Wake Me Up When December Ends

Graphic+by+Bryan+Schiavone+%2712

Graphic by Bryan Schiavone ’12

Graphic by Bryan Schiavone '12
Graphic by Bryan Schiavone '12

Carlie Schwaeber ’12
Web News Editor

I have walked to and from my bus around 4,888 times since kindergarten.

I am usually not too self-conscious about admitting to people that I take the bus—­I don’t mind taking it.  However, I draw the line when snow gets involved.

When I walk past the Dodges’ house, the Sherman’s house, and that other family’s house whose name I can’t pronounce, I can’t help but think of the embarrassment I will have to face as the bus comes to pick my sister and me up.

I say “embarrassment” because during the winter, every morning in which we are running after the bus (which is many mornings), I slip and slide on the ice, trying to catch the only transportation I have to school.

Then comes the difficult decision I must make:  should I attempt to sprint after the bus and risk the chance of slipping on the ice?  Or, should I trot slowly, making the bus wait longer than it already has?

I think I’ll trot.

So, as the bus waits for me, I mistakenly look at the faces in the window that used to be asleep, but now have little smirks painted on their faces as they enjoy their usual morning entertainment: The “Carlie is a Loser” show.

But that’s not even the worst of it.

After finally getting on the bus, I face the issue of getting to my seat.

This seems like an easy task, but thanks to my extremely puffy winter jacket and large backpack, I unfortunately bonk all the students on the head with my swishing book bag while trying to get by.

I find a seat and quickly try to get myself situated.

This doesn’t turn out so great because my gigantic backpack is jutting out even more than usual, due to my winter jacket, so it won’t slide off my shoulders unless I make a fast motion to the right, resulting in another student getting hit in the head.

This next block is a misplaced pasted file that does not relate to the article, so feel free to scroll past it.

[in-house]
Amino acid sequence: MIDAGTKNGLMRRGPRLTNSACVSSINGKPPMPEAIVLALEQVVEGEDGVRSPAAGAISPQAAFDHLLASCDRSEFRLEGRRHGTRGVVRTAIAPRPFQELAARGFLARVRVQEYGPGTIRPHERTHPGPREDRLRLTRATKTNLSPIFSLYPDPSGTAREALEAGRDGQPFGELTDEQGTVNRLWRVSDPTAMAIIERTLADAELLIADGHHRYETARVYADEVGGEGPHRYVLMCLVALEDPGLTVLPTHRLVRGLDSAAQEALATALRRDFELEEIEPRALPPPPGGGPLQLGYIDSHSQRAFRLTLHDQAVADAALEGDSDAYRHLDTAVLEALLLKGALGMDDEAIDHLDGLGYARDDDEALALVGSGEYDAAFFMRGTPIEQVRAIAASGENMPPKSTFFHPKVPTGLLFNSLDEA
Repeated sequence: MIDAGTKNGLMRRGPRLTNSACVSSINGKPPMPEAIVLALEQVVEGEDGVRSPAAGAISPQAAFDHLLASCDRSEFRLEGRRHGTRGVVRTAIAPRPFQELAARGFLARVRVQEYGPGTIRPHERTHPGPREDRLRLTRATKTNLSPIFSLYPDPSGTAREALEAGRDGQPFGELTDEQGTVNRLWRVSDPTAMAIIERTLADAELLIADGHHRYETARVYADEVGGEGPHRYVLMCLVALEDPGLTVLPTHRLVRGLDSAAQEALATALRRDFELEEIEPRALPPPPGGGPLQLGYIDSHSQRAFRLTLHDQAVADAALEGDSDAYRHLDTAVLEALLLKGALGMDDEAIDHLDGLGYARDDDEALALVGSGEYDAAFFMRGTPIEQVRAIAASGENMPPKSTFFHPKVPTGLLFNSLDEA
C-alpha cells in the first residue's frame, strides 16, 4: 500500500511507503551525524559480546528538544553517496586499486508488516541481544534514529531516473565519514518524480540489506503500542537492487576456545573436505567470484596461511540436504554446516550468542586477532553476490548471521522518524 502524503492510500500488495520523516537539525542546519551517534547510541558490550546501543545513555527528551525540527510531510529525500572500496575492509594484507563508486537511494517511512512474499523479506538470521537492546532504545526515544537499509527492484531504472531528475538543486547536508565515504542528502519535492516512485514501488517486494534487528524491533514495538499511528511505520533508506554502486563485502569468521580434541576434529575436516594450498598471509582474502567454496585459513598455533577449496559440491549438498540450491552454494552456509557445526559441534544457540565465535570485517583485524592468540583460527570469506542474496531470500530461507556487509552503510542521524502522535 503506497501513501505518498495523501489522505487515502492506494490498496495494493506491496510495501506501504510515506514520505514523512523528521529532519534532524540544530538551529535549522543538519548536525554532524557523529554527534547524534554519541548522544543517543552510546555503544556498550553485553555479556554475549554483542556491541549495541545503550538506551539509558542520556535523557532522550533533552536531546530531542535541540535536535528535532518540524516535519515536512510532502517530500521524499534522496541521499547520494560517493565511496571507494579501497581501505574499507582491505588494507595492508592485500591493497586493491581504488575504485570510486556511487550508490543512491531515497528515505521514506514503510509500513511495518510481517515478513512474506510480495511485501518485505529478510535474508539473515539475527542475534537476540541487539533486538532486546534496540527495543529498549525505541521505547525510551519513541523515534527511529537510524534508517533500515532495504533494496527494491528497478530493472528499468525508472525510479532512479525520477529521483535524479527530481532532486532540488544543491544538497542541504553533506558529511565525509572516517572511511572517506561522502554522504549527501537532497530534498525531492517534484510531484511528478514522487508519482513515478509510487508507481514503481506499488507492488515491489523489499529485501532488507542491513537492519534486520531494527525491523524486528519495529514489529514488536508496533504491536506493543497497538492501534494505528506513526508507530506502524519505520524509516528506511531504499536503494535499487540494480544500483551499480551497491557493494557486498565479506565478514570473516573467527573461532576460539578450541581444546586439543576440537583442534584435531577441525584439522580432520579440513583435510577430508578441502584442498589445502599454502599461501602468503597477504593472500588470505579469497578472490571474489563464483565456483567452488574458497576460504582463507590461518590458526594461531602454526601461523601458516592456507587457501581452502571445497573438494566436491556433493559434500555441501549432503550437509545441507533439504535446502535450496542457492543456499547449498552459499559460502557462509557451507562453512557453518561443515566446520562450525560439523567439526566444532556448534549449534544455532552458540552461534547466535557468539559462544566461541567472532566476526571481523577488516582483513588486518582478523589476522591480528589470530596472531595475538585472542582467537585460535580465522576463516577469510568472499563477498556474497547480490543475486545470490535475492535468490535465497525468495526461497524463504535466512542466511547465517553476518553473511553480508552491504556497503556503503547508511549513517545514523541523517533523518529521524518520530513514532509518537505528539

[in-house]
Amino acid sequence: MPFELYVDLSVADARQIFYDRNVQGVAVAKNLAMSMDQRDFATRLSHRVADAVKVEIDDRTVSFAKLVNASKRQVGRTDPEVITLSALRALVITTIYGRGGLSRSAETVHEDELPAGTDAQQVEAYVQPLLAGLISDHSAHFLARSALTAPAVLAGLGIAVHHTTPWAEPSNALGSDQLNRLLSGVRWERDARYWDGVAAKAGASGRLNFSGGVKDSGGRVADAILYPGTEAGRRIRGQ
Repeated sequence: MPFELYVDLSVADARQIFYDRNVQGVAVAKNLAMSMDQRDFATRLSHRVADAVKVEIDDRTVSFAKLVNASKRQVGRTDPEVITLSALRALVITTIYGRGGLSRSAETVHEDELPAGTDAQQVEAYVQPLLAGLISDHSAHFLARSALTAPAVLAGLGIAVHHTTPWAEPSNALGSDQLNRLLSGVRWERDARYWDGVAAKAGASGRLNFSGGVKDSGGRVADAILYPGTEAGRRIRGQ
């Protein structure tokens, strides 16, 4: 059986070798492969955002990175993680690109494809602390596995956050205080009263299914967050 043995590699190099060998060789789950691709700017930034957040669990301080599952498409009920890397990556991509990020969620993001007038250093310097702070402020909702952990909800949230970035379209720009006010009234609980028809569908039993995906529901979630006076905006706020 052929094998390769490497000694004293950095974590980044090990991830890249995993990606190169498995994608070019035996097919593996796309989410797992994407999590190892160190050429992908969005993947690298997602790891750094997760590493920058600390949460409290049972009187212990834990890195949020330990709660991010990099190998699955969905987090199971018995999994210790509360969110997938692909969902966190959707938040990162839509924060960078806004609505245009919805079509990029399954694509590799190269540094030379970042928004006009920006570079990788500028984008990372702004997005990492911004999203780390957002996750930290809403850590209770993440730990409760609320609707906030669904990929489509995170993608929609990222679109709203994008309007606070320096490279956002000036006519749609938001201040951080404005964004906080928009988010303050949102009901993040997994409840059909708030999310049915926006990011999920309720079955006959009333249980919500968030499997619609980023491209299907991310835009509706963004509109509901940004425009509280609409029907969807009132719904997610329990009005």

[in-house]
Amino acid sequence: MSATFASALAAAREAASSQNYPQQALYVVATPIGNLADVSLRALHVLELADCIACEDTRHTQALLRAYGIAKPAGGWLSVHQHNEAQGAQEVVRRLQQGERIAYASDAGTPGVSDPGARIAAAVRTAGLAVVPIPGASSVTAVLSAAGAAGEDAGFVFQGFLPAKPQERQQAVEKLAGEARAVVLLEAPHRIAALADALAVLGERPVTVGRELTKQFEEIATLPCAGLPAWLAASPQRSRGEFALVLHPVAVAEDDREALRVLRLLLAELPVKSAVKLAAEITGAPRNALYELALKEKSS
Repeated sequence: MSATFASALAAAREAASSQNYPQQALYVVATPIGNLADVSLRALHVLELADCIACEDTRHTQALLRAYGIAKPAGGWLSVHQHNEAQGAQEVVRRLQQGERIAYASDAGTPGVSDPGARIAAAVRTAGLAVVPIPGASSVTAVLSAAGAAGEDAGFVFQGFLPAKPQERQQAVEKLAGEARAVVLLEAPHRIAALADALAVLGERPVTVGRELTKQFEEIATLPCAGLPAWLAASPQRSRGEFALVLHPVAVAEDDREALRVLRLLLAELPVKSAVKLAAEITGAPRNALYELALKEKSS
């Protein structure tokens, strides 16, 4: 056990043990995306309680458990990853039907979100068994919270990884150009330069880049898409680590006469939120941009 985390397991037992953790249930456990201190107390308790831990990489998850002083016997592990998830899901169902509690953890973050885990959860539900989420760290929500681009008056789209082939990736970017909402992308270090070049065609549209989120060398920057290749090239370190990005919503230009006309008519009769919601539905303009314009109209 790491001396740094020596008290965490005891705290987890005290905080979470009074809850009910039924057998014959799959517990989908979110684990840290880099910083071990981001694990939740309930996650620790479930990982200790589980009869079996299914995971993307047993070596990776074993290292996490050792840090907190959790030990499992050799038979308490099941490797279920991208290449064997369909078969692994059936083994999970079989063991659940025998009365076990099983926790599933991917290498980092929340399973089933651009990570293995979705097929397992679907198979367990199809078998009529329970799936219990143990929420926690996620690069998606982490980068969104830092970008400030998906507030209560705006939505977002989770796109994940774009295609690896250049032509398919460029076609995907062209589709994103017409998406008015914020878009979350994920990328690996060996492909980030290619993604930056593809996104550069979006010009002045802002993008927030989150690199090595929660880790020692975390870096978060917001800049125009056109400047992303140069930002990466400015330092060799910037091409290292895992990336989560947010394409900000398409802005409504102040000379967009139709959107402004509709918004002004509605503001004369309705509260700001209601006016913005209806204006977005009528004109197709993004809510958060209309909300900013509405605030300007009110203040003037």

I ultimately get my backpack off my back, which takes a good whole minute, but the mess doesn’t end there.

I get seated comfortably, and all I want to do is lean my head against the window and listen to my music.

Unfortunately, this isn’t going to happen.

First of all, the window is freezing, and of course I don’t realize this so I put my head against it, excited to close my eyes and get an extra 15 minutes of sleep.

To my dismay, I open my eyes five minutes later with the side of my head numb.

Secondly, I can’t face the prospect of moving my frost-bitten hands, therefore I am unable to reach for the zipper of my backpack and get my iPod.

For a tired teenager, this is too much energy to be expended this early in the morning.

So, as a result, I don’t move a muscle until I arrive at school.

Let’s not forget how frustrating it is when the bus driver forgets to put on the heat.

In the spring, if I am hot on the bus, there is a simple solution: open the windows.

During the winter, however, I don’t really want or have the energy to politely yell across the bus to ask the driver if he or she could put on the heat.

So, I sit there and freeze.

When we arrive at school, I now have to strategically plan how I will exit the bus in a non-embarrassing fashion.

This doesn’t work out, of course, and I end up being last off the bus, carrying my bag with my freezing hands, squeezing through the aisle.

Here I am, innocently trying to get to school without any problems, and I am now embarrassed, cold, and in an awful mood.

Worst of all, it isn’t even 8:00 a.m yet.